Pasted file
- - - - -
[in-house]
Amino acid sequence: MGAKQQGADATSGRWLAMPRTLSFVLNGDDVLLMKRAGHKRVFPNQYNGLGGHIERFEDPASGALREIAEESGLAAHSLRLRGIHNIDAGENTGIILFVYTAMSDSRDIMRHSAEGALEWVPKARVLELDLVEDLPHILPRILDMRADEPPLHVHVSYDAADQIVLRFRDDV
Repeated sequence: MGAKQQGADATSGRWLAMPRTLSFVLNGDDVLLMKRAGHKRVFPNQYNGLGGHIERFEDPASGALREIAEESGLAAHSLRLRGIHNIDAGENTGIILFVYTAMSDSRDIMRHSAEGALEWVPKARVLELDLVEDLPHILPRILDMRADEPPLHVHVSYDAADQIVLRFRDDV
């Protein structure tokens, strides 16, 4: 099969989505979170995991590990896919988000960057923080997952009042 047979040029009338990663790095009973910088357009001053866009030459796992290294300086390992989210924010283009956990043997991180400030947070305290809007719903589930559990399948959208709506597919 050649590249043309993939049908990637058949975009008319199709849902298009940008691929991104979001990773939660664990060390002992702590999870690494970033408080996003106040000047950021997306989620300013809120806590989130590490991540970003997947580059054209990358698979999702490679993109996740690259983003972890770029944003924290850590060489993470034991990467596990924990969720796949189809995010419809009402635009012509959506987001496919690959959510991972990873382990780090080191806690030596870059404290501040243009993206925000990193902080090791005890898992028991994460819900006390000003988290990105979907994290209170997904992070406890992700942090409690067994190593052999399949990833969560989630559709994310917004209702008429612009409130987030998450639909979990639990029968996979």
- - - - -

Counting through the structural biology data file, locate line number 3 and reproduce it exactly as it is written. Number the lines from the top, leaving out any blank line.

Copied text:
Repeated sequence: MGAKQQGADATSGRWLAMPRTLSFVLNGDDVLLMKRAGHKRVFPNQYNGLGGHIERFEDPASGALREIAEESGLAAHSLRLRGIHNIDAGENTGIILFVYTAMSDSRDIMRHSAEGALEWVPKARVLELDLVEDLPHILPRILDMRADEPPLHVHVSYDAADQIVLRFRDDV